It's a business, it's your career and livelihood, so you do what you have to do in order to make a living.
     
  15. Boplicity

    Boplicity Supporting Member

    To Dave Costelo, yup, Tatiana sucks, but I guess kids need to have their music,too. Funny, though, when I was a kid, I HATED nursery rhymes and "kid's music." I loved the music my dad loved, big band jazz and symphonic music.

    I know telenovelas are totally lame, but the Spanish is conversational. So many Spanish books for Gringos are so elementary as to be almost useless. (Mesero, quisera ver el menu, por favor.)

    Plus, the telenovelas feature native speakers, each one with his own way of speaking and talking at real life speed, unlike Spanish tapes that use very slow speech you'll never hear in the street.

    I lived in South America eight years, so I know how frustrating it is to be confronted with "real" Spanish and not the textbook version. Man, it is overwhelming!

    Another way I keep up my Spanish "chops" is listening to Latino pop, like Ricky Martin, Paulina Rubio, Carlos Vives, Chayanne and Los Ilegales. The constant repetition helps to grind phrases into my brain.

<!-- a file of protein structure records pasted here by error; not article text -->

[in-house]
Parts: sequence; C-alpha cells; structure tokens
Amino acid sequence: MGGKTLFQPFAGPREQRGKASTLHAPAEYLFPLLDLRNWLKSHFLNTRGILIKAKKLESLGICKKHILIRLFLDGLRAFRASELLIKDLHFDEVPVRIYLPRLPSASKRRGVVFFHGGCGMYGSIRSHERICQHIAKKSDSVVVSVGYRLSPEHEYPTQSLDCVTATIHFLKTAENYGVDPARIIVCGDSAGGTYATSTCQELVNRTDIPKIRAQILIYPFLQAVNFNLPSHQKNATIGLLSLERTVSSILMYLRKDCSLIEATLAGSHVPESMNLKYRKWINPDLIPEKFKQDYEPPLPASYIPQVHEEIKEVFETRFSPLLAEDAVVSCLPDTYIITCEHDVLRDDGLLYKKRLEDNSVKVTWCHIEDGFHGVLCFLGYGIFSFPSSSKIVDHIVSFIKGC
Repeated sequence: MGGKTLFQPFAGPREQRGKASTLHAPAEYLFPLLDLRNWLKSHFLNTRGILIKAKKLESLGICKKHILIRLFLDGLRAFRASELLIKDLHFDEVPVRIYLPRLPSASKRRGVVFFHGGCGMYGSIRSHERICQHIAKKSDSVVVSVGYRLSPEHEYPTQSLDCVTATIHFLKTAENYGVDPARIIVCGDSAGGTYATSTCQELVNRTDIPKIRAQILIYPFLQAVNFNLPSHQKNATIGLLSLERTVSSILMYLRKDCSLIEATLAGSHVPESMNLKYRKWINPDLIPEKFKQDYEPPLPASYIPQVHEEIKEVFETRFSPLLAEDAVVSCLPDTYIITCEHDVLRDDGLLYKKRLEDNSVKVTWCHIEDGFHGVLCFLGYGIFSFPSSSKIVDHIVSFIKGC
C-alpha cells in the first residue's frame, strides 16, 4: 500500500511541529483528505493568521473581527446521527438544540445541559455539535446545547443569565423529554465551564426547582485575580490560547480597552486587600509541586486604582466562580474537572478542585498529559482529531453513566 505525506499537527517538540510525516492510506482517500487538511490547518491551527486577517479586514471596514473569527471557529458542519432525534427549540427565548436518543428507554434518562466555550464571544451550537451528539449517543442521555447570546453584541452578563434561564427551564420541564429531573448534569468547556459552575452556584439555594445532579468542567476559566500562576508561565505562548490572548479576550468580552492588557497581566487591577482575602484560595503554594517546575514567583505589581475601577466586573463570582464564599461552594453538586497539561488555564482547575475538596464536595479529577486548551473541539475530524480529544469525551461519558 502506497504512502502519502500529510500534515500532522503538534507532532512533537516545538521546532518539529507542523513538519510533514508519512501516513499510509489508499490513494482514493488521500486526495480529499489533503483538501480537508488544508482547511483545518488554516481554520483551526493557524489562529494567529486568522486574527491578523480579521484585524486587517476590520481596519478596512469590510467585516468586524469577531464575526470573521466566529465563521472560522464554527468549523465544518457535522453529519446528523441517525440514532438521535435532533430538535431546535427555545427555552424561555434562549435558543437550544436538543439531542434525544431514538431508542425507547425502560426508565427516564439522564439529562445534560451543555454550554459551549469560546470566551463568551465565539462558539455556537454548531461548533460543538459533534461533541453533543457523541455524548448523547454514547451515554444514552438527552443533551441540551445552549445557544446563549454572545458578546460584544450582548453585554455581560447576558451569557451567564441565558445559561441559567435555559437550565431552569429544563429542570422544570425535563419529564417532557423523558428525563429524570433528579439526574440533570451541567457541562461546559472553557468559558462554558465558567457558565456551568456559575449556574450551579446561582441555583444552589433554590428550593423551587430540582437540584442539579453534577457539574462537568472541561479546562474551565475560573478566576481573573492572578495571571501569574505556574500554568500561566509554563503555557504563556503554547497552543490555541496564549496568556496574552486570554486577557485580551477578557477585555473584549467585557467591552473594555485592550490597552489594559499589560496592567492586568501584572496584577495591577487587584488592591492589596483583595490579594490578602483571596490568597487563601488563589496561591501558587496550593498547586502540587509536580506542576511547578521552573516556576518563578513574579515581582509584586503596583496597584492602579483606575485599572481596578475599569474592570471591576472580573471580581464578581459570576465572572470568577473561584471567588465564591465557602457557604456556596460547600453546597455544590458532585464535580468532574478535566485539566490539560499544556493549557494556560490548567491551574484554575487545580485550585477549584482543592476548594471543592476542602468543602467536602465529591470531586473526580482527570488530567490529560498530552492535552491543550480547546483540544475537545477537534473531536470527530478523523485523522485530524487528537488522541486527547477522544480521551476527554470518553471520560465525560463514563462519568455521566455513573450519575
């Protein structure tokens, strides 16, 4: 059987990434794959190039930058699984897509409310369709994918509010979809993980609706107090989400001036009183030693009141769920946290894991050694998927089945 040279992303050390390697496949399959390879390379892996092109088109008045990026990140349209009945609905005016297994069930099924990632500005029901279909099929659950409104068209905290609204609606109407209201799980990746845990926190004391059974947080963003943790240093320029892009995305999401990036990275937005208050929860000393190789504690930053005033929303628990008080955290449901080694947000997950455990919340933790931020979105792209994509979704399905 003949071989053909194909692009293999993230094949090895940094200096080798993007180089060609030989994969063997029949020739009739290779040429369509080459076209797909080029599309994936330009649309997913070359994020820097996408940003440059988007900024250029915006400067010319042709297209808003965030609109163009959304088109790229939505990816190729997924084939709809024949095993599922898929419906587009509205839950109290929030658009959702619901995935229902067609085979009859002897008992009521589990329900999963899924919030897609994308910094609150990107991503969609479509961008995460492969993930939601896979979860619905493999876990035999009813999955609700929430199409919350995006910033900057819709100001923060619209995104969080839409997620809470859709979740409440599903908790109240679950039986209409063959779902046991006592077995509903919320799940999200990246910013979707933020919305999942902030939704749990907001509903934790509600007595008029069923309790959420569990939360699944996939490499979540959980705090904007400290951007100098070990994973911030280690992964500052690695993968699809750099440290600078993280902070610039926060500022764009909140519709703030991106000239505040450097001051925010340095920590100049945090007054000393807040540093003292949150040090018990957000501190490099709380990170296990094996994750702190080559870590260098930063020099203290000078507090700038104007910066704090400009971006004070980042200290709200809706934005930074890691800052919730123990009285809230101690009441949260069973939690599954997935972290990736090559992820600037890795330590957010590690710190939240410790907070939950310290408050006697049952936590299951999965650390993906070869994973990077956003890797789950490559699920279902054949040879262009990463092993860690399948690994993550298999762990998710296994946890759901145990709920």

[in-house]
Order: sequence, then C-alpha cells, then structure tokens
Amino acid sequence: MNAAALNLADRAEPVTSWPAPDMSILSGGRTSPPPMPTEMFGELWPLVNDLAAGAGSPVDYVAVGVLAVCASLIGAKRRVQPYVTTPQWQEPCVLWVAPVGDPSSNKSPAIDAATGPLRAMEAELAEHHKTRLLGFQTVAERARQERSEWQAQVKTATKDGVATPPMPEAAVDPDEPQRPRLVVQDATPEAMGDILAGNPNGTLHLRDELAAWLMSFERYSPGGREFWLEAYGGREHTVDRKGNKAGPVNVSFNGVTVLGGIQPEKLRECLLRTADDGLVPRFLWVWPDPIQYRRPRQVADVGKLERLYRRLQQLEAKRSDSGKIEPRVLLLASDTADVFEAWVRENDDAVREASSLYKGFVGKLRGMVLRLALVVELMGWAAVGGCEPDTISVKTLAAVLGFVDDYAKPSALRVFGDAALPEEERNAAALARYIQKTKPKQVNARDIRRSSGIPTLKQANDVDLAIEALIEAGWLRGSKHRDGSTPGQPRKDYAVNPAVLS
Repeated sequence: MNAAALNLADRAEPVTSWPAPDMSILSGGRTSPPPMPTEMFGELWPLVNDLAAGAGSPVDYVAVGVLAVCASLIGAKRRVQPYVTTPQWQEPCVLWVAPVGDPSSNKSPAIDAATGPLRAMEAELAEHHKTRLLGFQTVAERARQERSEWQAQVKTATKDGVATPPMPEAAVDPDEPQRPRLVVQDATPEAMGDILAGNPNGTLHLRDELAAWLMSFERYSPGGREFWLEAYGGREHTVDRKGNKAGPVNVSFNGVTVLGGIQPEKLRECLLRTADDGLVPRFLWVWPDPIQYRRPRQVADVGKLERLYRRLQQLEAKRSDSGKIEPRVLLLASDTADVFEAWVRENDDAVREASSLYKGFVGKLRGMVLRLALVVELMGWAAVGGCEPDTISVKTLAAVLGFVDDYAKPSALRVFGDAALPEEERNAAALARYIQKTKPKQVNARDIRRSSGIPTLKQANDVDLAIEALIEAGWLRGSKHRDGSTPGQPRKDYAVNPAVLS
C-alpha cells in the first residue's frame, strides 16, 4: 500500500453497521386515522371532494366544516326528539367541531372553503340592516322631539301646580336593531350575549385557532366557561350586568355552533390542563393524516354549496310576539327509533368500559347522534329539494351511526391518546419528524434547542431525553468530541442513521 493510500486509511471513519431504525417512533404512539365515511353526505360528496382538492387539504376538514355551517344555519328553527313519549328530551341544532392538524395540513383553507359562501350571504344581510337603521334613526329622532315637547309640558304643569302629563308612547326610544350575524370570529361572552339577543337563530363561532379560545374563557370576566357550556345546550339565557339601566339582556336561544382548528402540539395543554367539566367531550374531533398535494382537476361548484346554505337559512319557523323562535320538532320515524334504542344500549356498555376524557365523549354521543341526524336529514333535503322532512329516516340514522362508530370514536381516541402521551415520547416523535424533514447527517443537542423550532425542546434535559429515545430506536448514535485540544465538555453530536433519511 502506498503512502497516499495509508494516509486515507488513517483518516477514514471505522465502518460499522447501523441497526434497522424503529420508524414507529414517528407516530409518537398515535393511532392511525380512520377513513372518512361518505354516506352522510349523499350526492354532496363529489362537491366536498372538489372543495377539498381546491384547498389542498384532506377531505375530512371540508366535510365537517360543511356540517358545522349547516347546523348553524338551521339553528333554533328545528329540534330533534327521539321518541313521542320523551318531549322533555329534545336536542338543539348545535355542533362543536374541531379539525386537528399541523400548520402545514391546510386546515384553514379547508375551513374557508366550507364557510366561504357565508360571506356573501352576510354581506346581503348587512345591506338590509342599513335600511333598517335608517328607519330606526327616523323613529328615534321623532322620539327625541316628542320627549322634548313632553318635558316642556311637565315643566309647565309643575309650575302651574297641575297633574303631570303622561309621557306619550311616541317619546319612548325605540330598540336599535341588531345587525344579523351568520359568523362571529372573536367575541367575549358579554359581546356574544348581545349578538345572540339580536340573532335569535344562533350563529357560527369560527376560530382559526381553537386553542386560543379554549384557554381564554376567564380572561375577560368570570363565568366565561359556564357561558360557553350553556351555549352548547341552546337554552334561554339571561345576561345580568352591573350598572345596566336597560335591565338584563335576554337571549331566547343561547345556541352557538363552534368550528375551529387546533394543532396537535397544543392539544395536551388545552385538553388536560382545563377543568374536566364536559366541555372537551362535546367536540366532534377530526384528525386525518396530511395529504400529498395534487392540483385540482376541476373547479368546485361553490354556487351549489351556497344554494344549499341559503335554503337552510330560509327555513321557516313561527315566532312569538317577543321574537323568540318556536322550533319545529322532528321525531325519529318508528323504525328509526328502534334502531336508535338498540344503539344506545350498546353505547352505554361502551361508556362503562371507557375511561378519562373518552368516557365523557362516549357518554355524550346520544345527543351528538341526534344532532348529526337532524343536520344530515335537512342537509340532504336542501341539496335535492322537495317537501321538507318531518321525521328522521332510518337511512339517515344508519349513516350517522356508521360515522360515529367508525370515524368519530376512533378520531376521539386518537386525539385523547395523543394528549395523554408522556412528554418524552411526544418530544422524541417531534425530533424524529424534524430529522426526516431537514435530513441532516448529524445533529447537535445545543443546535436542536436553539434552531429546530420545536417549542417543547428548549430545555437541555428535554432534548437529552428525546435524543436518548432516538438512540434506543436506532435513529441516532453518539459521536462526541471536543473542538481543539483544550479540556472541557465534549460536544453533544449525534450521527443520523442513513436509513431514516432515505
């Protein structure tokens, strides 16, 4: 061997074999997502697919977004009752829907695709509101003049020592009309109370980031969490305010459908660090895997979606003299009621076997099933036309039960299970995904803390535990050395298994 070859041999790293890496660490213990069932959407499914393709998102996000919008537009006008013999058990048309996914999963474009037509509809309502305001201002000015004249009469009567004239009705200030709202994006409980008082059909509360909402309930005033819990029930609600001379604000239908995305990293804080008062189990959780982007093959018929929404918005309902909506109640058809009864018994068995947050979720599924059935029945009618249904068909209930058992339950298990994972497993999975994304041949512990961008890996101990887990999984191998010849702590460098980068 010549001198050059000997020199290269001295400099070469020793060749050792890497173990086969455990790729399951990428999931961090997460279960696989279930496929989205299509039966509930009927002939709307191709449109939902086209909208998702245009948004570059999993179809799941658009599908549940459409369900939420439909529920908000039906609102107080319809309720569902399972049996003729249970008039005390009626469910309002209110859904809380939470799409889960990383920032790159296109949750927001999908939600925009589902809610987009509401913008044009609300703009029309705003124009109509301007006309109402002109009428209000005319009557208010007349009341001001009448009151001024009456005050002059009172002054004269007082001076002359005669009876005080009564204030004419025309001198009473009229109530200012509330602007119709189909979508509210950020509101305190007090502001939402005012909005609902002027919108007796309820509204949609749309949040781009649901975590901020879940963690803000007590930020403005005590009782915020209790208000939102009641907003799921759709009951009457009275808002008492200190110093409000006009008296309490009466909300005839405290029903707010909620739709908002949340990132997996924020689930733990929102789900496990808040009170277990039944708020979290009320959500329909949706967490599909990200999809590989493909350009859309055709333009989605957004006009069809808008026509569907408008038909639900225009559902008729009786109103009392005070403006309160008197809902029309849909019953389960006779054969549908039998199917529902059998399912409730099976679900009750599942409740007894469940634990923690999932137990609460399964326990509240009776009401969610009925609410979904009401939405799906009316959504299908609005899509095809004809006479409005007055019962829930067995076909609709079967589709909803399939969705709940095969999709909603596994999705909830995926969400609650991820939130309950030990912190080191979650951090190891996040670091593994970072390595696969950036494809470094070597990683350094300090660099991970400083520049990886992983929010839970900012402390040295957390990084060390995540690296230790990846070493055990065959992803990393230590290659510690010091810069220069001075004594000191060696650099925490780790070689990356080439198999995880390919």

As I spend half the year in Southern Florida, a mastery of Spanish is a tremendous asset and Portuguese, too. Unfortunately, Brazilian novelas aren't shown on Univision. While I once lived in Brazil three years, it was so long ago, I don't remember as much Portuguese as I would like.

    JO
     
  16. Bruce Lindfield

    Bruce Lindfield Unprofessional TalkBass Contributor Gold Supporting Member

    Well as a gigging musician, I think it's very nice to see the phrase "sell out" appearing on the door at the venue !! ;)

    Actually, as with many threads around here, I think it's best to ignore the titles, as they usually have nothing to do with what is being discussed - more like the relationship between a clue in a cryptic crossword and it's answer.

    In business it's taken for granted that you will steal other people's ideas shameslessly and call it "benchmarking"!
     
  17. jazzbo

    jazzbo

    Aug 25, 2000
    San Francisco, CA
    Saque un boligrafo!

    Man, what the heck is that crap! You say that to my Dad and he'll just stare at you funny. Now you tell him to get a pluma, then ya got something.

    And ARGONAUTS, that's not necessarily true about all actors being native speakers, remember Erik Estrada!? :D He had his lines delivered to him through a small speaker tucked in his ear.